Jaguar will reveal the production I-Pace at the Geneva motor show
The car's batteries can be charged to 80% in 45 mins with a 100kW plug
British buyers of the Jaguar I-Pace will not be able to achieve the car’s headline 45min 80% rapid charge time because the UK doesn't yet have the infrastructure required to enable it, according to reports.
Since the start of 2018, some European countries including Germany have been receiving chargers with up to 350kW of energy, with 400 due across the continent by 2020. But, reports in the Sunday Times suggest that 100kW chargers, which enable that 45min charge, won’t be installed in the UK until long after the I-Pace arrives this July.
As such, British I-Pace owners will need closer to 90mins to replenish the car's 90kWh batteries to 80% by using a 50kW plug, which is the most common type of charger currently found here. The I-Pace will need about two hours to fully recharge from empty with 50kW charging.
Unlike Tesla, which offers 120kW Superchargers to its customers, Jaguar won’t provide its own charging solutions for the I-Pace. Buyers wanting the fastest charge times will therefore have to rely on chargers supplied by other companies.
Chargemaster, one of the UK’s biggest charging point providers, is already working on 150kW chargers for its network but doesn’t expect them to be installed before the end of 2018.
The company’s spokesman told Autocar that the technology is in the “development pipeline” but that there are not currently any affordably priced connectors that can support multiple different car models with 100kW charging.
However, a Jaguar spokesman told Autocar that charging points offering 100Kw or more would be available to the British public by the time the I-Pace goes on sale in the summer, but could not confirm which company would provide such charging points.
Chargemester added that addressing the shortage of more powerful charging points should be a priority for the Government in order to allow private charge point companies to roll out their latest technology.
The spokesman said that while the Government’s commitment to provide £200 million for the rollout of charge points via its Charging Infrastructure Fund is welcome, the money would be better off going towards “investment in grid stability, upgrading existing networks and lowering costs associated with the connectors”.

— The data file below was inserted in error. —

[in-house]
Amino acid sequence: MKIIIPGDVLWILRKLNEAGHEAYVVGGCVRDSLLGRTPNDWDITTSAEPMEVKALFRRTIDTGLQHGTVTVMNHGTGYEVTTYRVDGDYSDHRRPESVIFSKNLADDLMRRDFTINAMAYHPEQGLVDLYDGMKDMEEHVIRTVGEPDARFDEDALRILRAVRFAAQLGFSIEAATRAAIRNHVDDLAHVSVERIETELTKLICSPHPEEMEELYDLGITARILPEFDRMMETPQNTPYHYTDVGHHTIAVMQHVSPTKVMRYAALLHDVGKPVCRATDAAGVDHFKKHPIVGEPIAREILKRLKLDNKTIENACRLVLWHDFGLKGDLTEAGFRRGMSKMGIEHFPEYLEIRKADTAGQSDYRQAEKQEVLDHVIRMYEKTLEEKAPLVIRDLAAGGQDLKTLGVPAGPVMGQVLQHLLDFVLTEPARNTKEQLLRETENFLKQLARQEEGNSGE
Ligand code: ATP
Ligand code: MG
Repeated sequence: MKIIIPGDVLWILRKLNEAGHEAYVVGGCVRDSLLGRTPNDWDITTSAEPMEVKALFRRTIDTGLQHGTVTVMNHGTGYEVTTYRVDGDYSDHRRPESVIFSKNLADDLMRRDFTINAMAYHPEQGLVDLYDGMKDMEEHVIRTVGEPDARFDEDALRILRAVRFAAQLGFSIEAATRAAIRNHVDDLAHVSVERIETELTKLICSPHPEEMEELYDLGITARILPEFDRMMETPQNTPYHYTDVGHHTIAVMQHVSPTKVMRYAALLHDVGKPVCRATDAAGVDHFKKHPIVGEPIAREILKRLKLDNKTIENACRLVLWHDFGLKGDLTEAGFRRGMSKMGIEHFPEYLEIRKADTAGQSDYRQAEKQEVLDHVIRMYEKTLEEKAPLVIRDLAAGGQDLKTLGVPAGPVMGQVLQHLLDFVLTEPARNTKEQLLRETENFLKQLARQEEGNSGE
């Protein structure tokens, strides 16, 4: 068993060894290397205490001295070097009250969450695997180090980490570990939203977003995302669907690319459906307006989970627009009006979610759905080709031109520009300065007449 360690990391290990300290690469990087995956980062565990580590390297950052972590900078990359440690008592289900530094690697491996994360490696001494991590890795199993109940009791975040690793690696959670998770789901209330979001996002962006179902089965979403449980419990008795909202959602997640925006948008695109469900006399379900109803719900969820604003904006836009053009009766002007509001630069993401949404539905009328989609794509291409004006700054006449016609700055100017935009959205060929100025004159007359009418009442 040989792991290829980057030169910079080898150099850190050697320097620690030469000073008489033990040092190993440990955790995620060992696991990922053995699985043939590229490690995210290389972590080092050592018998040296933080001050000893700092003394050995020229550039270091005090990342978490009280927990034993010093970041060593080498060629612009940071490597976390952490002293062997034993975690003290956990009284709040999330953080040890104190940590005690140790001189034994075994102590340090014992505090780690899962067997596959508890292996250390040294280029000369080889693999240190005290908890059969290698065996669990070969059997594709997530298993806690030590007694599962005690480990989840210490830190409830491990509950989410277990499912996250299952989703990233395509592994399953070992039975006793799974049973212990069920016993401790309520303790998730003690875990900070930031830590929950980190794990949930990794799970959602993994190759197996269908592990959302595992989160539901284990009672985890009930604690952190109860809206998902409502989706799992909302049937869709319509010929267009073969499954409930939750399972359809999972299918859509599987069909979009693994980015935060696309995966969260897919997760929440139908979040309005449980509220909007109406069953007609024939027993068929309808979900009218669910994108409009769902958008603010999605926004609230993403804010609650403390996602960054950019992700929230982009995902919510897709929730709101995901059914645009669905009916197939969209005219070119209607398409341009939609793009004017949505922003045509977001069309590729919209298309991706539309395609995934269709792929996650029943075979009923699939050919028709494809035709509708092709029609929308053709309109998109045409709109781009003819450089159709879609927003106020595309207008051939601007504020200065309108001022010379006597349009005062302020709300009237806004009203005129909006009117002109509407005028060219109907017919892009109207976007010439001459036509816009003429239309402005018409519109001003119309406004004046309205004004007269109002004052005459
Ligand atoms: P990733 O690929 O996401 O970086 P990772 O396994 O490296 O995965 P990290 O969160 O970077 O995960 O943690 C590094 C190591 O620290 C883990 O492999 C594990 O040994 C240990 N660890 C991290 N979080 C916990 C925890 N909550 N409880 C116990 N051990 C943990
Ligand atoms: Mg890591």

He believes that the government money could actually “hinder the strong private investment we are currently receiving because investors will wait to see what effect the government money will have".
“The energy sector is really waiting for more government involvement,” he said.
The government has established an On-street Residential Charging Scheme that can be used to pay for 75% of charger installation costs, but the spokesman pointed out that councils may be unable to provide even 25% of money towards new chargers because of the Government’s ongoing austerity measures.
“If it will cost a council £100,000 to install some charge points, that means they still need to fund £25,000,” he said. “Charge points are unlikely to be as high of a priority as other issues, such as social care, so councils are less likely to do this.”
Although British I-Pace owners won’t be able to top up their cars at the fastest charge rate, the spokesman said that it should be of little concern to the vast majority of people. “Our data shows that most people use their chargers 17 times a month,” he said. “It shows that the very fastest charge times will only be of concern to a tiny proportion of people.”